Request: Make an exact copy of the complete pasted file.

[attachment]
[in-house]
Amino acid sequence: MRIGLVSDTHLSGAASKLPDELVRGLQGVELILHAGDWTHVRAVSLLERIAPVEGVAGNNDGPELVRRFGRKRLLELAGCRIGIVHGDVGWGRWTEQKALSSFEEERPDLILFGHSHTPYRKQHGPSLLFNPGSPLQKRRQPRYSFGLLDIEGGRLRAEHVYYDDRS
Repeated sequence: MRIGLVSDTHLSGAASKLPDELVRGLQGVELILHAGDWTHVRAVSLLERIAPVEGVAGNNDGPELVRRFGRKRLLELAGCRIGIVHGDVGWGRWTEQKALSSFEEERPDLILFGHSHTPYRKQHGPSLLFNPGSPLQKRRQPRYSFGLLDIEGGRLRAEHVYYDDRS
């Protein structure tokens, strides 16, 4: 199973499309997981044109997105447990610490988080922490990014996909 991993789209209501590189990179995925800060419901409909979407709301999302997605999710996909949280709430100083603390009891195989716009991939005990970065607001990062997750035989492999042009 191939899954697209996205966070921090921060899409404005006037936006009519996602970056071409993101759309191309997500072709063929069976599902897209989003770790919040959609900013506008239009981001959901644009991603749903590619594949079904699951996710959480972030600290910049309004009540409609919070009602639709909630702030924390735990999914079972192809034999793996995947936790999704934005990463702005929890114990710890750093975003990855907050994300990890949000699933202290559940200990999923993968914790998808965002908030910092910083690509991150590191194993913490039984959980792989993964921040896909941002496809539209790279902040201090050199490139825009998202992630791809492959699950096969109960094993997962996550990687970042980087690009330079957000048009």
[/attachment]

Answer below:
[in-house]
Amino acid sequence: MRIGLVSDTHLSGAASKLPDELVRGLQGVELILHAGDWTHVRAVSLLERIAPVEGVAGNNDGPELVRRFGRKRLLELAGCRIGIVHGDVGWGRWTEQKALSSFEEERPDLILFGHSHTPYRKQHGPSLLFNPGSPLQKRRQPRYSFGLLDIEGGRLRAEHVYYDDRS
Repeated sequence: MRIGLVSDTHLSGAASKLPDELVRGLQGVELILHAGDWTHVRAVSLLERIAPVEGVAGNNDGPELVRRFGRKRLLELAGCRIGIVHGDVGWGRWTEQKALSSFEEERPDLILFGHSHTPYRKQHGPSLLFNPGSPLQKRRQPRYSFGLLDIEGGRLRAEHVYYDDRS
């Protein structure tokens, strides 16, 4: 199973499309997981044109997105447990610490988080922490990014996909 991993789209209501590189990179995925800060419901409909979407709301999302997605999710996909949280709430100083603390009891195989716009991939005990970065607001990062997750035989492999042009 191939899954697209996205966070921090921060899409404005006037936006009519996602970056071409993101759309191309997500072709063929069976599902897209989003770790919040959609900013506008239009981001959901644009991603749903590619594949079904699951996710959480972030600290910049309004009540409609919070009602639709909630702030924390735990999914079972192809034999793996995947936790999704934005990463702005929890114990710890750093975003990855907050994300990890949000699933202290559940200990999923993968914790998808965002908030910092910083690509991150590191194993913490039984959980792989993964921040896909941002496809539209790279902040201090050199490139825009998202992630791809492959699950096969109960094993997962996550990687970042980087690009330079957000048009």